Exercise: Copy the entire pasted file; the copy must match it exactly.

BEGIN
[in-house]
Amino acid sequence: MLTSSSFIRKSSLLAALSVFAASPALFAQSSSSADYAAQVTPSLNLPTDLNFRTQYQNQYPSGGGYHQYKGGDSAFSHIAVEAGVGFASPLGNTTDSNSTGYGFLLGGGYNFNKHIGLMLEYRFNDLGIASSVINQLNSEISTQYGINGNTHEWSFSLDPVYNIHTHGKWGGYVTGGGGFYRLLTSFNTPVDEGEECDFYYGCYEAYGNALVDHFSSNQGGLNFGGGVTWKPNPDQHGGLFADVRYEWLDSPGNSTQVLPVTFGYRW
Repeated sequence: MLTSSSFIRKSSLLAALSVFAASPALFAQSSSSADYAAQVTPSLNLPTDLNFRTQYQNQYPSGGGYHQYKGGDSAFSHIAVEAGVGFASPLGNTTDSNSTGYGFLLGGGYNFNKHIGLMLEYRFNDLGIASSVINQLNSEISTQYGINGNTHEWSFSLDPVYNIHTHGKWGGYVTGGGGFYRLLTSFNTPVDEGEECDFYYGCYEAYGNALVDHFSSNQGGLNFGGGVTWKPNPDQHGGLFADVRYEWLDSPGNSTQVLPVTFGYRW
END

[in-house]
Amino acid sequence: MLTSSSFIRKSSLLAALSVFAASPALFAQSSSSADYAAQVTPSLNLPTDLNFRTQYQNQYPSGGGYHQYKGGDSAFSHIAVEAGVGFASPLGNTTDSNSTGYGFLLGGGYNFNKHIGLMLEYRFNDLGIASSVINQLNSEISTQYGINGNTHEWSFSLDPVYNIHTHGKWGGYVTGGGGFYRLLTSFNTPVDEGEECDFYYGCYEAYGNALVDHFSSNQGGLNFGGGVTWKPNPDQHGGLFADVRYEWLDSPGNSTQVLPVTFGYRW
Repeated sequence: MLTSSSFIRKSSLLAALSVFAASPALFAQSSSSADYAAQVTPSLNLPTDLNFRTQYQNQYPSGGGYHQYKGGDSAFSHIAVEAGVGFASPLGNTTDSNSTGYGFLLGGGYNFNKHIGLMLEYRFNDLGIASSVINQLNSEISTQYGINGNTHEWSFSLDPVYNIHTHGKWGGYVTGGGGFYRLLTSFNTPVDEGEECDFYYGCYEAYGNALVDHFSSNQGGLNFGGGVTWKPNPDQHGGLFADVRYEWLDSPGNSTQVLPVTFGYRW